At table with St. Thomas: prayers of thanksgiving and nice, spicy curry

 Today, the Feast of St. Thomas the Apostle is getting a lot of attention in our house. We’ve been sending prayers Thomas’  way for months asking him to look after our nephew, Patrick Anselm Rogers throughout his most recent journey to India.

He departed on New Year’s Day for his second round of study and travel in as many years in that ancient and storied land and we  invoked St. Thomas — evangelist to India —  in countless prayers as we followed Patrick’s itinerary throughout the subcontinent. Yes, he went to dangerous places like Kashmir even when he said he wouldn’t and we spent the last couple of weeks especially, worried for his safety.

Pat returned yesterday, suntanned and spinning stories that sound like they come straight out of Kipling. We are so thankful that he is back safely and we are confident St. Thomas had a lot to do with that.

I’ve never been to India, but I encountered Thomas on a personal level many years ago when I began interviewing members of the growing community of Thomas Christians arriving in Monmouth County. I warmed to their ways, their food and their traditions quickly and enjoyed their company very much.

Their devotion to Thomas was such that it compelled me to learn more about him and this is a good day to share some of their insight with you by way of a couple of internet sites that are especially interesting: offers an overview on Thomas and the traditions that evolved out of his discipleship. This blog, opens a window on how his ministry in India flourishes to this very day.

Through meeting many Indian people and dining with them, I also developed a real taste for Indian food which is shared by many friends and family members. Curry is an obvious choice for recipes here. As friend and fellow foodie Linda Hildebrand points, curry has gone mainstream around the world.

In London where her son, Jake, is reading law, curry “take away” is as popular as Chinese take out over here. Jake is residing in the Whitechapel District of London (yes, that Whitechapel District), one of many areas now largely populated by Indian and Pakistani people. 

He was enjoying a dish of chicken curry even as they chatted the other night on the telephone.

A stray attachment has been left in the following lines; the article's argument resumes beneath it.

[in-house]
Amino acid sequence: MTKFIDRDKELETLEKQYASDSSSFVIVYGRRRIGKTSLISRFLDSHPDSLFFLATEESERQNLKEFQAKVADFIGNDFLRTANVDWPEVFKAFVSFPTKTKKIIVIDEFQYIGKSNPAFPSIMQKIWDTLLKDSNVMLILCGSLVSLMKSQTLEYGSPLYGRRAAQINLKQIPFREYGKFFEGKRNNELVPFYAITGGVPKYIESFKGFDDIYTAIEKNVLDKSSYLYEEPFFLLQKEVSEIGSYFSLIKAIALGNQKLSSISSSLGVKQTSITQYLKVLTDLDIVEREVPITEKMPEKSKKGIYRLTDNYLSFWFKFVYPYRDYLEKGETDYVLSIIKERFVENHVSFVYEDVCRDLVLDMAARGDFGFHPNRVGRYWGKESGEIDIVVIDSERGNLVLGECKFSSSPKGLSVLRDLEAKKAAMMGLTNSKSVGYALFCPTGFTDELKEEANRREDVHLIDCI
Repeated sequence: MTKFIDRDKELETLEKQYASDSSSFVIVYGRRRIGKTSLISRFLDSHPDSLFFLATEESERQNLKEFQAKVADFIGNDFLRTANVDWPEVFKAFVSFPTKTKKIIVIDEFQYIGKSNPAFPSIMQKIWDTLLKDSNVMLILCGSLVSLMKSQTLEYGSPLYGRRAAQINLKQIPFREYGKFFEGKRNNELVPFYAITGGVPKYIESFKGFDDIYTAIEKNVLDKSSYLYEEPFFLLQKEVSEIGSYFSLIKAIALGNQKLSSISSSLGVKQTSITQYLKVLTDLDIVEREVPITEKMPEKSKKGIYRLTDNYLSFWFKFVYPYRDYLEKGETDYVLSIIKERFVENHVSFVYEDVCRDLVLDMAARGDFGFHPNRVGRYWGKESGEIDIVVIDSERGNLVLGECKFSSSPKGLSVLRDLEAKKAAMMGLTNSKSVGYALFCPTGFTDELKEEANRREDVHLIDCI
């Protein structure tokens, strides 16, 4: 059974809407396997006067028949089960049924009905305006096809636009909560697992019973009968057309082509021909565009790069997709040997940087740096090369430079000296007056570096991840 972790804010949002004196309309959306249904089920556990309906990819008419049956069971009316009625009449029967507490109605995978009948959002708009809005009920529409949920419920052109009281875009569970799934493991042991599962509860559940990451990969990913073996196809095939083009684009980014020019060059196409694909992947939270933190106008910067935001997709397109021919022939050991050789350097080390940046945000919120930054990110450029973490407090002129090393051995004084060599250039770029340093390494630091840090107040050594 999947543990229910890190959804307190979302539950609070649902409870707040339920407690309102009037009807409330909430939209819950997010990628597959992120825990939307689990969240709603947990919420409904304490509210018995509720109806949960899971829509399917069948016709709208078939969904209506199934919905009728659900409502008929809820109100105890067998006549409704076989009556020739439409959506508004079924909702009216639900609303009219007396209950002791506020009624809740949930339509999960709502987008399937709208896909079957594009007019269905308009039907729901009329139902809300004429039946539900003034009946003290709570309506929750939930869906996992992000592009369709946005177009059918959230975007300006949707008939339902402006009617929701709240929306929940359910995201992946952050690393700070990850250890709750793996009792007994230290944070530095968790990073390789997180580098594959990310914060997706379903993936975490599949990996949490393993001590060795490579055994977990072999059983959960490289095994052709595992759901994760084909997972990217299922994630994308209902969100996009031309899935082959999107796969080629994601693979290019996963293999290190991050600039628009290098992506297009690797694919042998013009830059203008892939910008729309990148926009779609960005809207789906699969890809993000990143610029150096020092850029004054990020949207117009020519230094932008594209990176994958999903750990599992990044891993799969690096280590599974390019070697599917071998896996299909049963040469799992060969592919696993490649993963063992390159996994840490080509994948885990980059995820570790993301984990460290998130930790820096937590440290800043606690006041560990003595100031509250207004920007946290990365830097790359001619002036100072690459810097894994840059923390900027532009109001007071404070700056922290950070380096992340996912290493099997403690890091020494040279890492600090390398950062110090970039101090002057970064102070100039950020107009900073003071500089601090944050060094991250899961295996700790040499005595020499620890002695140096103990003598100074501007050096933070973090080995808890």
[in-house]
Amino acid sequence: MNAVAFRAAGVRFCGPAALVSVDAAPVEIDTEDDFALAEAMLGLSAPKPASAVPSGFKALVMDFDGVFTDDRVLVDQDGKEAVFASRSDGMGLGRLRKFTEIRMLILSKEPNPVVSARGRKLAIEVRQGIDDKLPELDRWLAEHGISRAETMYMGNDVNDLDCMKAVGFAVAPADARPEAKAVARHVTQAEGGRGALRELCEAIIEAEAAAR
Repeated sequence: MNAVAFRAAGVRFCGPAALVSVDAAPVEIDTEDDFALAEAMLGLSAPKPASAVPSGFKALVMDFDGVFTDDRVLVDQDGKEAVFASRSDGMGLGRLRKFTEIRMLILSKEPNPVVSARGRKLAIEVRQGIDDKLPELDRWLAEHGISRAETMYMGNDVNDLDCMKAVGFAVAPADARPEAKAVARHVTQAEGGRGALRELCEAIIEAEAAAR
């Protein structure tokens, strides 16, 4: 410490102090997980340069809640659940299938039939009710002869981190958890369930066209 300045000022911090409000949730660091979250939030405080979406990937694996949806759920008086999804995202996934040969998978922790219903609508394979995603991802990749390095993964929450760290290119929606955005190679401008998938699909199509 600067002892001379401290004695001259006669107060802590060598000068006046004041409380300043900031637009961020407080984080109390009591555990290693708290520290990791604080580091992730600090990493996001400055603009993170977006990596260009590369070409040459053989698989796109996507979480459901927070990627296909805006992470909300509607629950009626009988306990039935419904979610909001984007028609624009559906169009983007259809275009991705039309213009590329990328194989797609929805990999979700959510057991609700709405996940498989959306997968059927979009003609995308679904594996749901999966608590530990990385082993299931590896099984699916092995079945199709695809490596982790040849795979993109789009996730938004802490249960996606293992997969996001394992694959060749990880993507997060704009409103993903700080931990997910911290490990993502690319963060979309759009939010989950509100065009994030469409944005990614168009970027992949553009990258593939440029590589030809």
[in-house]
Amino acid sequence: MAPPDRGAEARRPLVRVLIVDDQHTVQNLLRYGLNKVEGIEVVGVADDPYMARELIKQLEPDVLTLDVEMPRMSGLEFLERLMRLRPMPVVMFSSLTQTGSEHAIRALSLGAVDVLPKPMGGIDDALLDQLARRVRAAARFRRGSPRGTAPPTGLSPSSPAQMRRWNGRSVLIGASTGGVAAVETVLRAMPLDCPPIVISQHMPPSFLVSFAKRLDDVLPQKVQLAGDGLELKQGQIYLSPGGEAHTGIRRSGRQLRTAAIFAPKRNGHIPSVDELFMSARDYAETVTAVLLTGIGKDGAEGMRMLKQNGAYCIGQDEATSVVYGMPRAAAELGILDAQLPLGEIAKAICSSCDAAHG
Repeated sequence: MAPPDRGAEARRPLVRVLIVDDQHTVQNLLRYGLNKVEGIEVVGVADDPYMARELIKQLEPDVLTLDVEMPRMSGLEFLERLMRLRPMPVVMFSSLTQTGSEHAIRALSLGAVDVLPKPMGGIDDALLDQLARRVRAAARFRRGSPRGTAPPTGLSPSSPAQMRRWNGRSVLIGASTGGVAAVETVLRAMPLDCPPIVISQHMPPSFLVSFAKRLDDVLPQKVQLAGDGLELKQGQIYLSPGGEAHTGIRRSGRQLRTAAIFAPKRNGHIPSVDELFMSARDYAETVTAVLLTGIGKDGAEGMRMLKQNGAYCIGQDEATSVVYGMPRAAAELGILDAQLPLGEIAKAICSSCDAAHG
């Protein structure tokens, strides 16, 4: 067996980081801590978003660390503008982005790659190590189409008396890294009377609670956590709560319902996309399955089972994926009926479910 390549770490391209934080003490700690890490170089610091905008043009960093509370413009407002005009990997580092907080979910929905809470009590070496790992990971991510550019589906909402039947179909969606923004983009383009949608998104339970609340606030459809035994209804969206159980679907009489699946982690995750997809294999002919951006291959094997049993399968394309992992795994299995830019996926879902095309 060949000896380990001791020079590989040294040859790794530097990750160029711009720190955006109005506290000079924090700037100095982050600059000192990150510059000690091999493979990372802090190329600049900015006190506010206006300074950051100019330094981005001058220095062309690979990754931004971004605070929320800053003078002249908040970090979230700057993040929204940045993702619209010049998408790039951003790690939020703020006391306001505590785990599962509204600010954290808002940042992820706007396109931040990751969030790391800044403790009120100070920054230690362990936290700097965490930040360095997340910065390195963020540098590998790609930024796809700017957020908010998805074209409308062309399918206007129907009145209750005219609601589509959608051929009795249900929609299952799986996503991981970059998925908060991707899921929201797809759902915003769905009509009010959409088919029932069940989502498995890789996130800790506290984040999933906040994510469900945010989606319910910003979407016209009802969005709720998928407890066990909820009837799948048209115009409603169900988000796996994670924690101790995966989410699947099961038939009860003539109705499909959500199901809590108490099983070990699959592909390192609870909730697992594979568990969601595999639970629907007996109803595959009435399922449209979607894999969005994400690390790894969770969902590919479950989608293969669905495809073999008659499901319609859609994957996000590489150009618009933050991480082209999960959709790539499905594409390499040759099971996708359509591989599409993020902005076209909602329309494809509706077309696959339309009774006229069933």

Our whole family has tuned into Indian food and enjoys a nice curry now and then. Two recipes follow — one for chicken curry and one for a vegetable curry I’m especially fond of. I hope you enjoy them.

Chicken Curry

Ingredients: 2 lbs. chicken cut up (I like to use legs and thighs); 1/4 tsp. garlic powder; 1/4 tsp. ground cinnamon; 1/4 tsp. ground cloves; 1/2 tsp. ground ginger; 2 tbsp. plain yogurt; 1 cup chopped onion; 2 tbsp. plain yogurt (I use Greek yogurt); 2 tbsp. tomato paste; 4 tbsp. vegetable oil; 2 tsp. salt; 1 tsp. red pepper; 1 box frozen, cut spinach, thawed.

Directions: clean and wash the chicken. In a large, deep frying pan, heat the oil. Add the onions and saute til golden. Add yogurt, tomato paste and all the spices. Simmer on slow heat for 15 minutes or until a thick paste has formed. Add chicken pieces and spinach and let cook on medium heat until most of the liquid disappears. Serve with plain rice and flat bread.

Indian Pea and Potato Curry

Ingredients: 4 medium potatoes, cooked, peeled and cut into 1 inch cubes; 4 tomatoes, cut into wedges; 2 cups frozen peas, thawed; 2 1/2 tsp. dry mustard; 2 tblsp. water; 1 medium onion, chopped; 2 green chilies seeded and chapped; 2 tblsp. oil; 1 tsp. fresh ginger root, minced; 1/2 tsp salt; 3/4 tsp. cumin seed; 1/4 tsp. turmeric.

Directions: In a small cup, blend the mustard and water to make a paste and set aside. In a large skillet, cook onion, chilies and ginger in hot oil over medium heat until onions are golden. Add the salt, cumin, turmeric and cook three minutes more. Add peas and cook 5 minutes, stirring frequently. Gently stir in potatoes and tomatoes and cook until heated through. Blend in mustard paste. Transfer to serving dish and prepare to enjoy!


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